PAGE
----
Not many people realise this, but families with special needs are very limited as to where they can go and what they can do.

Many of these families feel isolated from the rest of the community because when they do go out, they’re not catered for and people tend to judge them.

This is one reason why Chanelle Avison — mother of 11-year-old autistic twins — decided to set up Sensory Movie Day four years ago.

Sensory Movie Day was created for families with special needs, to allow the children and parents to enjoy a movie in a safe, positive and non-judgemental environment.

“People don’t realise how important it is to be able to go out as a family, they often take that for granted,” Ms Avison said.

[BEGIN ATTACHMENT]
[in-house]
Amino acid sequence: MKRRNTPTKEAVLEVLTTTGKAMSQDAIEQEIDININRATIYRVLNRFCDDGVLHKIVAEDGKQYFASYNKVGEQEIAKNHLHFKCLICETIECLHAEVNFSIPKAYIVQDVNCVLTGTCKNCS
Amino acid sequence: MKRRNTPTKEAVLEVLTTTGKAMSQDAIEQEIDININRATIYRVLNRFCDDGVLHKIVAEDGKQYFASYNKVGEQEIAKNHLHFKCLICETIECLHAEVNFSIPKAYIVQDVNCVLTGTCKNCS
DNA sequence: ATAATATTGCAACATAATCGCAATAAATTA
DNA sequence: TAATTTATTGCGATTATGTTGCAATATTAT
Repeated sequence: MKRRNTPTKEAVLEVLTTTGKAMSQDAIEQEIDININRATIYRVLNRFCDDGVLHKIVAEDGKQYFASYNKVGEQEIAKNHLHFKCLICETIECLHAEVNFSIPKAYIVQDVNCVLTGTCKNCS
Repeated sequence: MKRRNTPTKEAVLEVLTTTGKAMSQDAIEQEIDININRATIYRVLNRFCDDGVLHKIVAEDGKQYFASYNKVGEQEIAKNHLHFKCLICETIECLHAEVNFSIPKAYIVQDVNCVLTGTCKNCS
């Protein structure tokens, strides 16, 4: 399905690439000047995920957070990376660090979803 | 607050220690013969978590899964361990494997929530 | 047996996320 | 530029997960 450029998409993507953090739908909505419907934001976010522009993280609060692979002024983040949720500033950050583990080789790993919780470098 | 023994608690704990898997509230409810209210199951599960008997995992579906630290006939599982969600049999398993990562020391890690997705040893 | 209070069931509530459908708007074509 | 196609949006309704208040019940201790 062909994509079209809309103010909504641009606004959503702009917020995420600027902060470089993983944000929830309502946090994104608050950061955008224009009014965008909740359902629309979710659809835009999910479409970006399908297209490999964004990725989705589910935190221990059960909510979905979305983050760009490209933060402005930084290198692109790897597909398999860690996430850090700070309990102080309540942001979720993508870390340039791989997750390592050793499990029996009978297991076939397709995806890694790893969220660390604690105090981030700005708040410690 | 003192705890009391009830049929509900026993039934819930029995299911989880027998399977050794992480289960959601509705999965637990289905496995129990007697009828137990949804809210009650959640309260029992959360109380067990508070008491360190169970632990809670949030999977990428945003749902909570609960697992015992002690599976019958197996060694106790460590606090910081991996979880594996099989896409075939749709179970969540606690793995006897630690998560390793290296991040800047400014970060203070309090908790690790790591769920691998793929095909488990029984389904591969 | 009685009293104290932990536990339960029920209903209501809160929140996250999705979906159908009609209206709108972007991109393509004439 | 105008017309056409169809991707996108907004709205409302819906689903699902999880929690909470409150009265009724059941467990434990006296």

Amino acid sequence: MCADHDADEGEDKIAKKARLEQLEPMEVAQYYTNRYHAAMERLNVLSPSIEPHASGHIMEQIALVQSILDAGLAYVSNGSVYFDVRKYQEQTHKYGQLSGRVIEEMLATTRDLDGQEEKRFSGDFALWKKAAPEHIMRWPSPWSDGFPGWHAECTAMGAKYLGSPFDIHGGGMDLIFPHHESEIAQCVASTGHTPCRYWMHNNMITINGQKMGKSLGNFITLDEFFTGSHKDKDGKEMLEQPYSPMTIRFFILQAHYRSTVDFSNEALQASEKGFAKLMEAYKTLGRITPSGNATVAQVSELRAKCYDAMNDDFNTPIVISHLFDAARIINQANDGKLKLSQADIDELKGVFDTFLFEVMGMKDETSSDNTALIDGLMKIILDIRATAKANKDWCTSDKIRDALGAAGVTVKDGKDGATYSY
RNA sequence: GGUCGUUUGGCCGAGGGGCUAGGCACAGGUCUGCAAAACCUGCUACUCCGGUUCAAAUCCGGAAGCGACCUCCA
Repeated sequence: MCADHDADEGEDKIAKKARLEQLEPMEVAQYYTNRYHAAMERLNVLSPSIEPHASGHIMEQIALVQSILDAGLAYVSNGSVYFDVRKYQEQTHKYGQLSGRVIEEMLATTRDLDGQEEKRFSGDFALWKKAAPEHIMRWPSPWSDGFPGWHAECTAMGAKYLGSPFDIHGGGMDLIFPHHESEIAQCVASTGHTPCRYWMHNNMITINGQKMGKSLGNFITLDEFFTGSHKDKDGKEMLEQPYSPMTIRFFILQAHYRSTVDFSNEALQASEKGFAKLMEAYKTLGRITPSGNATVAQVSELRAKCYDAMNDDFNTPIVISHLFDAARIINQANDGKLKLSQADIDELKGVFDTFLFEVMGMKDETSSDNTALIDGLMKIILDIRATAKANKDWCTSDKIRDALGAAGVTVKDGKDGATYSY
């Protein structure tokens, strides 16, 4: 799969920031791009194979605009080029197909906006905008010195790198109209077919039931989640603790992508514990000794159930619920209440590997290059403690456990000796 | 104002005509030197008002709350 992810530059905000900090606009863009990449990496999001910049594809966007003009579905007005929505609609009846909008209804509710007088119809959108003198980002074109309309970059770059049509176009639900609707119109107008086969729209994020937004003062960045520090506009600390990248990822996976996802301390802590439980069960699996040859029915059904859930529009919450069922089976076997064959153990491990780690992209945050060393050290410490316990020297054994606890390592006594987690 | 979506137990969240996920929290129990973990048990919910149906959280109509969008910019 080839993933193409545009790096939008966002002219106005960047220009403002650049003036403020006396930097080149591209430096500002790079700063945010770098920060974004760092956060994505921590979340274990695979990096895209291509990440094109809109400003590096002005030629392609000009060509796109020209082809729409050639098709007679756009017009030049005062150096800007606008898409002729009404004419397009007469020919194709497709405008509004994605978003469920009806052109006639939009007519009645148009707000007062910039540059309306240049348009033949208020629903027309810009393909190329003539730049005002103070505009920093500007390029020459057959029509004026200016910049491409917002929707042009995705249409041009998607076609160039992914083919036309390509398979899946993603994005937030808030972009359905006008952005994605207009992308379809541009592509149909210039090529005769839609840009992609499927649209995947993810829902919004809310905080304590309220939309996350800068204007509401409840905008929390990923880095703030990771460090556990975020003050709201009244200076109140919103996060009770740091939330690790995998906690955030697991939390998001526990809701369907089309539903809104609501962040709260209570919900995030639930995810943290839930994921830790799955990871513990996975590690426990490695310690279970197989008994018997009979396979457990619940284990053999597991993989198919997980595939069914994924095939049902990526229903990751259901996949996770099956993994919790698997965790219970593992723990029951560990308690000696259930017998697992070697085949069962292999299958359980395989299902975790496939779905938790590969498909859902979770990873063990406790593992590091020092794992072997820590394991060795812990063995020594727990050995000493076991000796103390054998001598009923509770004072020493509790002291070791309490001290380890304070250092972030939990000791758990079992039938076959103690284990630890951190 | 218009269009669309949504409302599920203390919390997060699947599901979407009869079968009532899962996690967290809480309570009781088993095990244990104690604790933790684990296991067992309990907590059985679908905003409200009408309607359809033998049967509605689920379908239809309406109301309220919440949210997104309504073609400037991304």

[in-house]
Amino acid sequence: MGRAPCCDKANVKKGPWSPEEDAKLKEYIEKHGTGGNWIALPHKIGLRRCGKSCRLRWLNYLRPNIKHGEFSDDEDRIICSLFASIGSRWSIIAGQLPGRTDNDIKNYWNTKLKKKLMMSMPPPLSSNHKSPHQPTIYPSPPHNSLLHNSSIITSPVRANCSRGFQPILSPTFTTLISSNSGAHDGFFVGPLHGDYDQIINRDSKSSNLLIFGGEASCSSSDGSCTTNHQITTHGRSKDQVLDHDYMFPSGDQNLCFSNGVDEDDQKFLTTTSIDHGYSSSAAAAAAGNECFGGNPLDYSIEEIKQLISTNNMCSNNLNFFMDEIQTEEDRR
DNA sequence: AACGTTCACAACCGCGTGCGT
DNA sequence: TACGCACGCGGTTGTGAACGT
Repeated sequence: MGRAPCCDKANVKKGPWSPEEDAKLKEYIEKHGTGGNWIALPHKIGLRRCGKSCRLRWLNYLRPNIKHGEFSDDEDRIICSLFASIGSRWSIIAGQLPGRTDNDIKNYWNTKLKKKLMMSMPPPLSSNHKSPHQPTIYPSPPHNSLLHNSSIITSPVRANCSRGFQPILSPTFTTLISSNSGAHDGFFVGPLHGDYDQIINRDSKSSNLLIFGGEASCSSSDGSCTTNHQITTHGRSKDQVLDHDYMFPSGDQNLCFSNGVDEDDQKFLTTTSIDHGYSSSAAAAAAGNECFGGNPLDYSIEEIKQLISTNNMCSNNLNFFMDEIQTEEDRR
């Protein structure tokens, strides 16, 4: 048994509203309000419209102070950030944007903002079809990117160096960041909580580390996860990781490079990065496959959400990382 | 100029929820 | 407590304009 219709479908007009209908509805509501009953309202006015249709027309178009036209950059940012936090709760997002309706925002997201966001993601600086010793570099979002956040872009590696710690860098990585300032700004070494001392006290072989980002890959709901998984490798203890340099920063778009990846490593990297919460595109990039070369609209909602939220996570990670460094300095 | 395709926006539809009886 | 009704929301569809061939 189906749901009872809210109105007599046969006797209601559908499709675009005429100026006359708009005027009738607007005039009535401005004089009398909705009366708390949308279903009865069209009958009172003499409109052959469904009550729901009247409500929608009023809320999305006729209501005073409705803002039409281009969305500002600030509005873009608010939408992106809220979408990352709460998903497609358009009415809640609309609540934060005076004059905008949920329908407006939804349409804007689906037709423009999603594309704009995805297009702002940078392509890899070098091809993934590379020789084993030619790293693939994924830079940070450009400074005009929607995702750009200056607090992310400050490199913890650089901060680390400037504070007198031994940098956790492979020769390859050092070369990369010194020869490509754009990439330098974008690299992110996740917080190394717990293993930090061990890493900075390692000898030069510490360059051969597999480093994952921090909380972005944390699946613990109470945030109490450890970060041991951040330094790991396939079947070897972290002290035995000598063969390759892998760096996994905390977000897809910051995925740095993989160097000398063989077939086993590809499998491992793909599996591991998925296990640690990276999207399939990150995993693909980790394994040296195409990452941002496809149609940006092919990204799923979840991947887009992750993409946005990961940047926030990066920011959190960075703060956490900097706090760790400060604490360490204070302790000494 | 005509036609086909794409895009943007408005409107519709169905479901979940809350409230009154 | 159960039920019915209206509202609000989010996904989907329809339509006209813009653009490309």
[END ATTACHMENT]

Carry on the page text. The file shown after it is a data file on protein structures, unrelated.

“For us (families with special needs) a lot of pre-planning has to go into being able to go out.”

At a Sensory Movie Day, parents can relax knowing their children will be safe.

“In the movie theatre, the doors are monitored, the lights are kept on and the sound is kept to a minimum to keep everyone happy,” she said.

“I’ve just tried to make things easy, we cater for all special needs.”

“It’s really good to see the friendships made on the day.”

Ms Avison also said that some children can’t quite cope with all the people and the noise and have to leave, in which case a full refund will be made.

Sensory Movie Days screen in various locations across Queensland and New South Wales including Morayfield, Browns Plains, Capalaba and Ipswich.

The next screening will be Tinkerbell: Legend of the Neverbeast held on Sunday, 24 May at Ipswich, Birch Carroll and Coyle at 11am. Tickets are just $6 each. For more information on this event email